Monday, May 9, 2016

[Week 6] Bio-Art

In the past weeks we have explored many characteristics of an artist. Surrealists reinterpreted the reality of the physical world. Cyborgs redefined the parameters between humans and robots. Artists often like to challenge boundaries and limitations of their own world, because innovation many times require the breakdown of the current order. However, as technology continually advances, creativity and innovations may come with consequences.

Mapping neurons in the retina, research supported by MIT and Princeton.

"Ear on Arm" by Stelarc.
As we explore the topic bio-art, we find ourselves in a muddle of ethical predicaments. In recent decades, artists began collaborating with biologist to pioneer in the new field of art, using living tissues, cells, and organisms as a medium for expression. Although using nature as a canvas creates art that is certainly profoundly provocative, ethical problems do arise along with dealing with living organisms.

Myoblasts attached to spherical microcarriers.
Due to its unique nature and its intimacy with us as the human species, biology is a field that is treated with its own set of moral and ethical standards. As discussed in the Outlaw Symposium essay, large corporations and universities have distinctly structured “Big Bio”, dominating the direction in which innovation flourishes. Therefore the involvement of  “outlaw” biologists and the public is crucial in order to preserve the kind of organic creativity that inspires true innovation.

Alba: Eduardo Kac's fluorescent rabbit.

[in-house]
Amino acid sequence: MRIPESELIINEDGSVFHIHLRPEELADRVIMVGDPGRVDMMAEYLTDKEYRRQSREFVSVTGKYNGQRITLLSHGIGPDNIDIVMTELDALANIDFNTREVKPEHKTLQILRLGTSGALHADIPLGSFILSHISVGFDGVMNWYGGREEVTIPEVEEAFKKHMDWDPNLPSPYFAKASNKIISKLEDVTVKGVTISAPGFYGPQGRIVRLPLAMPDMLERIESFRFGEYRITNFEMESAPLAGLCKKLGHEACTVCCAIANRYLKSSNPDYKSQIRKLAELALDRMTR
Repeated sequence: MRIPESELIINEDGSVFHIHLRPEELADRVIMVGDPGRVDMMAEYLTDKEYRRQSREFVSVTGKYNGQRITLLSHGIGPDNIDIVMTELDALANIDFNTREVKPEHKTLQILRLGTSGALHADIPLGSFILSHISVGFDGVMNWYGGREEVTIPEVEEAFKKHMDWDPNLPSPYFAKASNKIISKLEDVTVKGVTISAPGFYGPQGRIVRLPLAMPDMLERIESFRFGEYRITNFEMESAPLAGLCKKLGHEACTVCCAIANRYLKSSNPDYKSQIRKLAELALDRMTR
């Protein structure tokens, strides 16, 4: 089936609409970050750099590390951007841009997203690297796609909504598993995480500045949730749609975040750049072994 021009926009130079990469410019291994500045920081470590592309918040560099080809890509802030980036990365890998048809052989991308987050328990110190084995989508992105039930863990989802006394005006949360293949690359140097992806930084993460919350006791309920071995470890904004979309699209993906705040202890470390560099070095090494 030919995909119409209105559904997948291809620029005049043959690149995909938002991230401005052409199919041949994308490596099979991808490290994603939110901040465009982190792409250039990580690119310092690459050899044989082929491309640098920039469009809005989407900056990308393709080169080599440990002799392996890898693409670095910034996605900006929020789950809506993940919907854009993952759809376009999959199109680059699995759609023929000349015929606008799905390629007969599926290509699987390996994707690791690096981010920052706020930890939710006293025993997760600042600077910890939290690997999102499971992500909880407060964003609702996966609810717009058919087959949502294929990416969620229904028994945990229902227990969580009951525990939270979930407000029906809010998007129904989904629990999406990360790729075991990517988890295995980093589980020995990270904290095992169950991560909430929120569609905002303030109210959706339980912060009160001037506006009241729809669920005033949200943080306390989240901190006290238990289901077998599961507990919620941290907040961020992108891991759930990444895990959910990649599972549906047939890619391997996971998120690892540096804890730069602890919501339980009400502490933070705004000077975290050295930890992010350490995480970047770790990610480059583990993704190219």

Bio-artists certainly fall under the category of outlaw biologists. Using the very building blocks of nature itself for expression is arguably the most primal form of art. However, this dives into ethical areas in which our laws today do not accommodate. It is not to say that one should not challenge the confinements of society even when it comes to biology, but laws need to evolve to accommodate such innovation to protect human kind altogether.

"Bioart: The Ethics and Aesthetics of Using Living Tissue as a Medium." Conde Nast Digital, n.d. Web. 09 May 2016.

Kelty, Christopher M. "Outlaw, Hackers, Victorian Amateurs: D Iagnosing Public Participation in the Life Sciences Today." Journal of Science Communication (n.d.): n. pag. Web.

Levy, Ellen K. "Defining Life: Artists Challenge Conventional Classifications." (n.d.): n. pag. Web.

Person, and George Dvorsky. "7 Bio-Artists Who Are Transforming the Fabric of Life Itself." Io9. N.p., 2013. Web. 09 May 2016.

Vaage, Nora S. "What Ethics for Bioart?" Nanoethics. Springer Netherlands, n.d. Web. 09 May 2016.

Vincent, Alice E. "Bioart: Science, Art Or Just Playing God?" The Huffington Post UK. N.p., 2012. Web. 09 May 2016.

1 comment:

  1. Hi Arthur!

    I really enjoyed reading your post this week. I do agree that we should challenge the confinements of society, as this is how innovations come to be. However, I also believe that there are limits to how much creativity we can allow when it involves the lives of other living organisms and because of that, laws should evolve to protect mankind and nature!